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Low-tech cyber criminals

A self-confessed “hacktivist” group went on a hacking spree of several government websites purportedly in protest against the signing into law of the country’s Anti-Cybercrime Act. The group calling itself “Anonymous Philippines” warned about the new law’s infringing into our cherished freedom of speech and expression.

“It can imprison anyone who commits libel either by written messages, comments, blogs or posts in sites such as Facebook, Twitter or any other comment-spaces of other social media in the Internet,” the group claimed. They tagged the new law as “the most notorious act ever witnessed in the cyber-history of the Philippines.”

The hackers group successfully — but illegally —cracked the government domains considered the most secure online sites. They defaced the websites of the Bangko Sentral ng Pilipinas (BSP); the Department of Health Anti-Smoking; the Metropolitan Waterworks and Sewerage System (MWSS); the University of the Philippines (UP), among other victims.

Their attacks on these government websites were not just open defiance. It is also an outright challenge to Philippine authorities on how they could possibly enforce this new law that precisely goes after hacking, online libel and Internet-related criminal offenses.

This is not the first time though that hackers have attacked government websites. At the height of the renewed tensions over the conflicting territorial dispute of China and the Philippines over Panatag Shoal in Zambales, Chinese hackers defaced the UP website.

The latest cyber attacks came a few days after President Benigno “Noynoy” Aquino III signed Republic Act (RA) No. 10175, or the Cybercrime Prevention Act of 2012. Dispensing with ceremonies, the President’s signing of RA 10175 was merely announced by the Palace last September 12.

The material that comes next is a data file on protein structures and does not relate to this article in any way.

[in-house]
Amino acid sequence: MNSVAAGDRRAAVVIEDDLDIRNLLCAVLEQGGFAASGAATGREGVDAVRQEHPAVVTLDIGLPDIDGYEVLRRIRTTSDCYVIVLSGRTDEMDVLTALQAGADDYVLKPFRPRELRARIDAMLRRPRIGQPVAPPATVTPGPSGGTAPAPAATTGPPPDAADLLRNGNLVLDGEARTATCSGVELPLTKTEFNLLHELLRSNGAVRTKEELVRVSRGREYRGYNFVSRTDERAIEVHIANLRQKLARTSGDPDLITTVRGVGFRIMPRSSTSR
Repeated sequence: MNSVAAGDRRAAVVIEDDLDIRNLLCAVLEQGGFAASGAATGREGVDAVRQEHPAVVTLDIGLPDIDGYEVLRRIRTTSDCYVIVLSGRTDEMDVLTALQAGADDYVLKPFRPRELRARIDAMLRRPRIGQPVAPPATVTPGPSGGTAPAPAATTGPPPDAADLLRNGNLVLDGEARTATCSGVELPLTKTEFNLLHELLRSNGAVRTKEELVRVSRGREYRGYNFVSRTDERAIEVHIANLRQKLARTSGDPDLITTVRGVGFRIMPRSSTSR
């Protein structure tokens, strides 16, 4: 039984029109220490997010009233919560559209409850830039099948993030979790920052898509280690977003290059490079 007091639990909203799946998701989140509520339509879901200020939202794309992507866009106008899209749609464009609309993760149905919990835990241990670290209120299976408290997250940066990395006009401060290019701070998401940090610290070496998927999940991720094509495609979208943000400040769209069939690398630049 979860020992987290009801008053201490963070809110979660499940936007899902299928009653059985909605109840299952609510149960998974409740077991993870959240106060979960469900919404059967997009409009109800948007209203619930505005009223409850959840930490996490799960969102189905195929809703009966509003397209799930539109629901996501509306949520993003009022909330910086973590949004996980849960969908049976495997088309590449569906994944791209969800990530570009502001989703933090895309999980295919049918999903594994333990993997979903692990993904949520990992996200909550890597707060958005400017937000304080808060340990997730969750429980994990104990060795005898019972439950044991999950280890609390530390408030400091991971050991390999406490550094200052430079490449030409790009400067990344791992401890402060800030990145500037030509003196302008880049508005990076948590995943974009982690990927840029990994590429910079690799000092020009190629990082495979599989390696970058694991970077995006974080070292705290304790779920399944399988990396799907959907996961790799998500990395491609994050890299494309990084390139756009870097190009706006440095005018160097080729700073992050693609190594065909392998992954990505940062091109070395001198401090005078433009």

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The entire content of the law though came out in The STAR a few days later. RA 10175 becomes effective 15 days after its publication also in other national newspapers as required under the country’s laws.

With or without signing ceremonies, however, this does not detract the effectivity of the new law. But what makes me wonder is how come a lawmaker like Sen. Teofisto Guingona III, a member of the 15th Congress that crafted RA 10175, is now claiming that this law was legally and constitutionally flawed.

In fact, Guingona formally elevated yesterday his complaint before the Supreme Court (SC). He filed the fourth petition so far lodged against RA 10175. The first three petitions were filed by those in media, bloggers, netizens and Internet law experts.

Under the Cybercrime Prevention Act of 2012, Guingona cited, cyber-libel gets graver punishment. Punishment for traditional print media libel is up to four years and two months while online libel is punishable by 12-year imprisonment period. Moreover, Guingona pointed out, a person can be prosecuted for libel under the Revised Penal Code and libel under the Cybercrime Prevention Act. Obviously, this is contrary to the guarantee against double jeopardy under our country’s 1987 Constitution.